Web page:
The Quiet Period
Don’t ignore the so-called quiet period. This is after you get approved for a mortgage, but before you close on your new home.
Communicate Often With Your Builder and Realtor
By the time your home is under construction, you should have a thoroughly established relationship with your builder and know who to contact with questions. There’s no need for a daily check-in on progress, but you should periodically email or call your sales consultant or project manager to find out the status of the project. Some builders have systems that allow you to check progress on the home through their website. If you’ve been working with a real estate agent, discuss whether you or your agent should be responsible for following up with the builder.
There are several reasons to stay in touch with your builder, including the need to know when to lock in your mortgage loan. Your builder should alert you if there are any delays caused by the weather or materials and let you know if any of the fixtures or finishing products you chose need to be changed to keep construction on track. It’s wise for you to proactively check on this, too, as not all builders have a large staff that can consistently follow up with every buyer. You’ll need to have a firm idea of when your home will be complete to arrange for a moving company and to begin packing.
Decide When to Sell Your Home
If you’re a first-time buyer you can safely skip on to the next point, but if you own a home now, you’ll need to develop a plan for it and moving into the new one. Most people prefer not to move more than once, so you’ll need to time your home sale carefully to closely match the settlement on your current home with the settlement on your new residence.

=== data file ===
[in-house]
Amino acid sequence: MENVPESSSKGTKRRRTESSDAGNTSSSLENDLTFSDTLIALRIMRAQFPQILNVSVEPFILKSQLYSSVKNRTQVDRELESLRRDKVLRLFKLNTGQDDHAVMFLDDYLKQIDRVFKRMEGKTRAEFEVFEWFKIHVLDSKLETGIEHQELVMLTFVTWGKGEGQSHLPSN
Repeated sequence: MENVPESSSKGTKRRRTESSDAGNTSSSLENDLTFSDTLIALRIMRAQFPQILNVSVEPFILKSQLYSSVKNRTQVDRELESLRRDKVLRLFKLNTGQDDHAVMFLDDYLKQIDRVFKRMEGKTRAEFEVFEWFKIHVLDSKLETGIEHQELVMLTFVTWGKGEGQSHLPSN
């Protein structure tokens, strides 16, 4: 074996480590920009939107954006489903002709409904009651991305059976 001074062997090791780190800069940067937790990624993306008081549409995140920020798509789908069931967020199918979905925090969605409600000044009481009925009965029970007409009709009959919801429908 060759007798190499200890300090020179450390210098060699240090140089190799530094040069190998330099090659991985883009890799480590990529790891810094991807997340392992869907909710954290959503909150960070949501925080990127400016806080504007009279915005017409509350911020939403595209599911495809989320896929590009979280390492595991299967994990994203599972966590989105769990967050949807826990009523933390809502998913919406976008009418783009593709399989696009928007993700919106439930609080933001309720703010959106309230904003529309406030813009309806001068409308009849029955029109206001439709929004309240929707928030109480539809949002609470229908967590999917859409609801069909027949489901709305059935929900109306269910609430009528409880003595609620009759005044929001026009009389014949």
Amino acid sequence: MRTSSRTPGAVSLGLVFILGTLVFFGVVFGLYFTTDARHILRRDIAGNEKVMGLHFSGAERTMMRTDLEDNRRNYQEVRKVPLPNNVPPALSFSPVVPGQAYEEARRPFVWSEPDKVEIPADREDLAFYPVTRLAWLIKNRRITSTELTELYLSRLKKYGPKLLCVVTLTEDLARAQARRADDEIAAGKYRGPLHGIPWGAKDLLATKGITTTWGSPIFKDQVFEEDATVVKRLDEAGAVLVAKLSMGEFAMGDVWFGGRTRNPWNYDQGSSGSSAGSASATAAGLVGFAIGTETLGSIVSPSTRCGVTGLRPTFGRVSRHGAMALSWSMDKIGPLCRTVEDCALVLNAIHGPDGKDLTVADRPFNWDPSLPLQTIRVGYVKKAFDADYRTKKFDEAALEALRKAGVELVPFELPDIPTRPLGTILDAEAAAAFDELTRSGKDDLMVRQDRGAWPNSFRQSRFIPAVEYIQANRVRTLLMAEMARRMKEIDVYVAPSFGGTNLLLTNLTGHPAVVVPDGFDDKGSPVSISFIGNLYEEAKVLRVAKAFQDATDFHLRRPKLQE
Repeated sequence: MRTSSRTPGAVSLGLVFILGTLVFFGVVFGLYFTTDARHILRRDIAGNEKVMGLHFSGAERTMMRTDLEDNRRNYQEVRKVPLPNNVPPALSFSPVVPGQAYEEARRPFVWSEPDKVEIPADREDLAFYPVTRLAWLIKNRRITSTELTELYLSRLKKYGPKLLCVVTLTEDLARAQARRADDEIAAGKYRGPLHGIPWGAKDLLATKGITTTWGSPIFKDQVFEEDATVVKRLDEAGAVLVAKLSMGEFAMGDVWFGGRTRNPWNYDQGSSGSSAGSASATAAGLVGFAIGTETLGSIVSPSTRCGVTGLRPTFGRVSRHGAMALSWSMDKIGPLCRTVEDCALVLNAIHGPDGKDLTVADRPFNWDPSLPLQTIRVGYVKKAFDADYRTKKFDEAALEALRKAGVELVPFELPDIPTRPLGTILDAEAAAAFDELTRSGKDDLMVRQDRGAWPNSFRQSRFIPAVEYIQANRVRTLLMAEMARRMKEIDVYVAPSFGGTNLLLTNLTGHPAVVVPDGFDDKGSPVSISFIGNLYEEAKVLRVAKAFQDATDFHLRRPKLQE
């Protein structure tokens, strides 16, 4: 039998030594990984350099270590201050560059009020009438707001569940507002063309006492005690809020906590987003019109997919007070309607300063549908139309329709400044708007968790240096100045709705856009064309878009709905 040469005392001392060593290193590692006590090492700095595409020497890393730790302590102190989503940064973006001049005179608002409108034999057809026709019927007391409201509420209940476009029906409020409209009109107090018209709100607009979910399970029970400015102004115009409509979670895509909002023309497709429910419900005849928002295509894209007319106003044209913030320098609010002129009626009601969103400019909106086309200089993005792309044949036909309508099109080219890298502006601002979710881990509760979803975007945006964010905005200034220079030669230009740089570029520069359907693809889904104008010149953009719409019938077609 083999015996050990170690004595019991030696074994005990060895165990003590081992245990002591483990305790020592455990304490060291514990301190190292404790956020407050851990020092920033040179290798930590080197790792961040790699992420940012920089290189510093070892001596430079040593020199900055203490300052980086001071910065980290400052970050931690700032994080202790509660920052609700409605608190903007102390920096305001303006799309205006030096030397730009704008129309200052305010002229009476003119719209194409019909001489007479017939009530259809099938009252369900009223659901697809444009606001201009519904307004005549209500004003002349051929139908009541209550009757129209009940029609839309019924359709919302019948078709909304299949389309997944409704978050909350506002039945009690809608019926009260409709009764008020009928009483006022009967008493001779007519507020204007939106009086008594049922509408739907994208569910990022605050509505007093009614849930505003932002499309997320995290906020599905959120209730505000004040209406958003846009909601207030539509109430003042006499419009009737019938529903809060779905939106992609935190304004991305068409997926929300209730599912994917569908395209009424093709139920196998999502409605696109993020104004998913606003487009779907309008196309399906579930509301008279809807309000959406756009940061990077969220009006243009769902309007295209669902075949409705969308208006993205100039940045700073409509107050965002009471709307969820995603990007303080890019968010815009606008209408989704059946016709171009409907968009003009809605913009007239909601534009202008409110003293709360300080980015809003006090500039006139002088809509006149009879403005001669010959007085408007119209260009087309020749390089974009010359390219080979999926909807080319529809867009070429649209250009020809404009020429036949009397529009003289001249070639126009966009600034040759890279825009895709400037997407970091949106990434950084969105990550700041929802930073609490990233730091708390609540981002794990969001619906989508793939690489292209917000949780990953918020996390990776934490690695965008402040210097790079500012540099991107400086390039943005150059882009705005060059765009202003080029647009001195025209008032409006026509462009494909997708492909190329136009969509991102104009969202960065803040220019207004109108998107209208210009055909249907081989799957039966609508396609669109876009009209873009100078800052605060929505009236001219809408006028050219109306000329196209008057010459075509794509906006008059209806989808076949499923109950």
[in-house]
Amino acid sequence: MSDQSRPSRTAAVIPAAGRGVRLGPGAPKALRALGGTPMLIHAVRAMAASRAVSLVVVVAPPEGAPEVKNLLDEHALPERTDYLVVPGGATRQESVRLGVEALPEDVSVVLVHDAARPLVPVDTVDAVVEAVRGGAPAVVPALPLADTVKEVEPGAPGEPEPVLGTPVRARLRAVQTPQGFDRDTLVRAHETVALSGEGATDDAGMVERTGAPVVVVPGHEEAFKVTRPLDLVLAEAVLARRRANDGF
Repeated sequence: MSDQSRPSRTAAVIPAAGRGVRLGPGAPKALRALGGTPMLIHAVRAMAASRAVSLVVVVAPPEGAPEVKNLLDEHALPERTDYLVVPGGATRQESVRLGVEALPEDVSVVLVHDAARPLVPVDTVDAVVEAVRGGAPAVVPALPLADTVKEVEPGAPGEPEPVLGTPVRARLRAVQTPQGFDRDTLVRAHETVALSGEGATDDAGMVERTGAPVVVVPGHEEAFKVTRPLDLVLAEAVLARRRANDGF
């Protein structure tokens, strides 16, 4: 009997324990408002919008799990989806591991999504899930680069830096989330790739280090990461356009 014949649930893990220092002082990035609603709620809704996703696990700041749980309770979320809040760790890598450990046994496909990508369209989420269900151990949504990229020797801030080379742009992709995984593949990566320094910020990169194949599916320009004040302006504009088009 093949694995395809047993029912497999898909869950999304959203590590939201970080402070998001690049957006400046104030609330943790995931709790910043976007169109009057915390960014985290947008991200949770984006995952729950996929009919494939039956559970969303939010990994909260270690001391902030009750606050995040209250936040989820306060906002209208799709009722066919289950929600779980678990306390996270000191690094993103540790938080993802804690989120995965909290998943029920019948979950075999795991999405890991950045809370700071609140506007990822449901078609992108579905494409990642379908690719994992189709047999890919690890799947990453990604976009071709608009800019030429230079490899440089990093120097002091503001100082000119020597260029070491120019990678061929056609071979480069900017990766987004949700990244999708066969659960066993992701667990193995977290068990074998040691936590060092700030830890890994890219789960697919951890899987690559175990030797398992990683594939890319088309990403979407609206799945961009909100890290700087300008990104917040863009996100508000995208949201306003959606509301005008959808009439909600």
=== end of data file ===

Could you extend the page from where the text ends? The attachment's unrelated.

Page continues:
“I made the mistake of selling my home too quickly and I had to live with one of my kids for two months and have everything in storage,” Brookhaven at Johns Creek resident Leslie Finn says. “If you can plan it better, that would be best, but the market took me by surprise and my house sold faster than I expected.”
While your next home is under construction, you should begin preparing your current home for sale and start interviewing listing agents. Once you’ve chosen one, you should determine when to put your home up for sale in consultation with your agent. A lot depends on your local market conditions as well as the prognosis for how soon your home will sell. Sometimes you can negotiate with your buyers to rent back your home for up to sixty days while waiting for your home to be completed.
Maintain or Improve Your Credit Profile
In addition to communicating with your builder and real estate agent, it’s important that you stay in touch with your lender. Even though you’ve been preapproved for your financing, your lender will need to do a final credit check and re-verify your employment just before you go to settlement on your new home.
“A lot of buyers think that once they have a preapproval, their loan is a slam dunk, but you have to remember that those preapprovals expire,” says Paul Erhardt, senior vice president of homebuilding and development for WCI Communities. “You should stay in close touch with your lender the entire time while your home is being built, but especially about two months before it’s ready because you made need to do some extra paperwork before you can close the loan.”
It’s a little easier for buyers of existing homes to keep their credit profiles intact while waiting to go to closing because the typical time frame from a purchase option on a resale to the closing is thirty to sixty days rather than six months or more as it is for a new home.